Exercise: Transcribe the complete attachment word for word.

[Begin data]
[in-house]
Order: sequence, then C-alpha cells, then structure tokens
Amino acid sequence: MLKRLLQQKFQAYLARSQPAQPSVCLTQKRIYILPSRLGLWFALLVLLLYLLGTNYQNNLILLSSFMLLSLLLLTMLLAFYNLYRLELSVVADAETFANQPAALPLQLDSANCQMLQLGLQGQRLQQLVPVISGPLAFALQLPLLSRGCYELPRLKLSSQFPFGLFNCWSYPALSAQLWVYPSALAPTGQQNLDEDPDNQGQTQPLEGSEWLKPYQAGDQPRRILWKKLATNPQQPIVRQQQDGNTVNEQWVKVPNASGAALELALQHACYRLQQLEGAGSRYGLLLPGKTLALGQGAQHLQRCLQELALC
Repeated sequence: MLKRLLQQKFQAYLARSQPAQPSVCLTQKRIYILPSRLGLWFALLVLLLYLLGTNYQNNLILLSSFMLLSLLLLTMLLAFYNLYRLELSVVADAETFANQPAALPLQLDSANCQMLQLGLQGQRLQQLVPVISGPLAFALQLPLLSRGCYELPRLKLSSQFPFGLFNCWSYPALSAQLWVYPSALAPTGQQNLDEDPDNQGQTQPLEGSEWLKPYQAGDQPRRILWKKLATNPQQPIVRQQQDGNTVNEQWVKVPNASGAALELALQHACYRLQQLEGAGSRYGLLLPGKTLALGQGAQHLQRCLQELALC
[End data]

[in-house]
Order: sequence, then C-alpha cells, then structure tokens
Amino acid sequence: MLKRLLQQKFQAYLARSQPAQPSVCLTQKRIYILPSRLGLWFALLVLLLYLLGTNYQNNLILLSSFMLLSLLLLTMLLAFYNLYRLELSVVADAETFANQPAALPLQLDSANCQMLQLGLQGQRLQQLVPVISGPLAFALQLPLLSRGCYELPRLKLSSQFPFGLFNCWSYPALSAQLWVYPSALAPTGQQNLDEDPDNQGQTQPLEGSEWLKPYQAGDQPRRILWKKLATNPQQPIVRQQQDGNTVNEQWVKVPNASGAALELALQHACYRLQQLEGAGSRYGLLLPGKTLALGQGAQHLQRCLQELALC
Repeated sequence: MLKRLLQQKFQAYLARSQPAQPSVCLTQKRIYILPSRLGLWFALLVLLLYLLGTNYQNNLILLSSFMLLSLLLLTMLLAFYNLYRLELSVVADAETFANQPAALPLQLDSANCQMLQLGLQGQRLQQLVPVISGPLAFALQLPLLSRGCYELPRLKLSSQFPFGLFNCWSYPALSAQLWVYPSALAPTGQQNLDEDPDNQGQTQPLEGSEWLKPYQAGDQPRRILWKKLATNPQQPIVRQQQDGNTVNEQWVKVPNASGAALELALQHACYRLQQLEGAGSRYGLLLPGKTLALGQGAQHLQRCLQELALC